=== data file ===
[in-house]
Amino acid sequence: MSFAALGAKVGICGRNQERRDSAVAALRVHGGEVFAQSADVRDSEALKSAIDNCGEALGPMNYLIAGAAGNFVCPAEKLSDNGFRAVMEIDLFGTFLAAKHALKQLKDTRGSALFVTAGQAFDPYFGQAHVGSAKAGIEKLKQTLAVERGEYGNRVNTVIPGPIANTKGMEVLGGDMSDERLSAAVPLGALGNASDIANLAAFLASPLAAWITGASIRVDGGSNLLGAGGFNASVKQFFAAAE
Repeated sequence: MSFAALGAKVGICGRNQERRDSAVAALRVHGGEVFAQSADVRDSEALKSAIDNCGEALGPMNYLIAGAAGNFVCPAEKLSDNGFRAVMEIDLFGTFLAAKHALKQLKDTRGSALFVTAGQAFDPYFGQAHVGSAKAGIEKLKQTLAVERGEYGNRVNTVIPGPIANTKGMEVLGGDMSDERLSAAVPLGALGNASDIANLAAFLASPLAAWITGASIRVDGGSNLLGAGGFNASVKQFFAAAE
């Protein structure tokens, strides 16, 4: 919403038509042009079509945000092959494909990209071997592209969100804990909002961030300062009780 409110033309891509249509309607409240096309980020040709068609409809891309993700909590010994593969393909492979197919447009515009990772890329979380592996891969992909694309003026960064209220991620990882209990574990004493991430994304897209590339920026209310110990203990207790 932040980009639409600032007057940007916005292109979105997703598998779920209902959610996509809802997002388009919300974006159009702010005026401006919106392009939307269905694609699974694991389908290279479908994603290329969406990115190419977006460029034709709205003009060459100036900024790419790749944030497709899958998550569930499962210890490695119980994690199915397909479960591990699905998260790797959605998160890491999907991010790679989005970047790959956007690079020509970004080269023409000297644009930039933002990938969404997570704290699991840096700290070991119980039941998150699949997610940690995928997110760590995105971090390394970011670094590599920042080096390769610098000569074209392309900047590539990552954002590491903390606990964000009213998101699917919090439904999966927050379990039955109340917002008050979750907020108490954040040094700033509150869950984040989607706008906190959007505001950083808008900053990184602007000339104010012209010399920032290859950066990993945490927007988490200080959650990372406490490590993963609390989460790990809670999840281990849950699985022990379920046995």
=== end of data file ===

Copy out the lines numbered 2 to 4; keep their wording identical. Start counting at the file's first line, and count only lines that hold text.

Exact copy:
Amino acid sequence: MSFAALGAKVGICGRNQERRDSAVAALRVHGGEVFAQSADVRDSEALKSAIDNCGEALGPMNYLIAGAAGNFVCPAEKLSDNGFRAVMEIDLFGTFLAAKHALKQLKDTRGSALFVTAGQAFDPYFGQAHVGSAKAGIEKLKQTLAVERGEYGNRVNTVIPGPIANTKGMEVLGGDMSDERLSAAVPLGALGNASDIANLAAFLASPLAAWITGASIRVDGGSNLLGAGGFNASVKQFFAAAE
Repeated sequence: MSFAALGAKVGICGRNQERRDSAVAALRVHGGEVFAQSADVRDSEALKSAIDNCGEALGPMNYLIAGAAGNFVCPAEKLSDNGFRAVMEIDLFGTFLAAKHALKQLKDTRGSALFVTAGQAFDPYFGQAHVGSAKAGIEKLKQTLAVERGEYGNRVNTVIPGPIANTKGMEVLGGDMSDERLSAAVPLGALGNASDIANLAAFLASPLAAWITGASIRVDGGSNLLGAGGFNASVKQFFAAAE
């Protein structure tokens, strides 16, 4: 919403038509042009079509945000092959494909990209071997592209969100804990909002961030300062009780 409110033309891509249509309607409240096309980020040709068609409809891309993700909590010994593969393909492979197919447009515009990772890329979380592996891969992909694309003026960064209220991620990882209990574990004493991430994304897209590339920026209310110990203990207790 932040980009639409600032007057940007916005292109979105997703598998779920209902959610996509809802997002388009919300974006159009702010005026401006919106392009939307269905694609699974694991389908290279479908994603290329969406990115190419977006460029034709709205003009060459100036900024790419790749944030497709899958998550569930499962210890490695119980994690199915397909479960591990699905998260790797959605998160890491999907991010790679989005970047790959956007690079020509970004080269023409000297644009930039933002990938969404997570704290699991840096700290070991119980039941998150699949997610940690995928997110760590995105971090390394970011670094590599920042080096390769610098000569074209392309900047590539990552954002590491903390606990964000009213998101699917919090439904999966927050379990039955109340917002008050979750907020108490954040040094700033509150869950984040989607706008906190959007505001950083808008900053990184602007000339104010012209010399920032290859950066990993945490927007988490200080959650990372406490490590993963609390989460790990809670999840281990849950699985022990379920046995």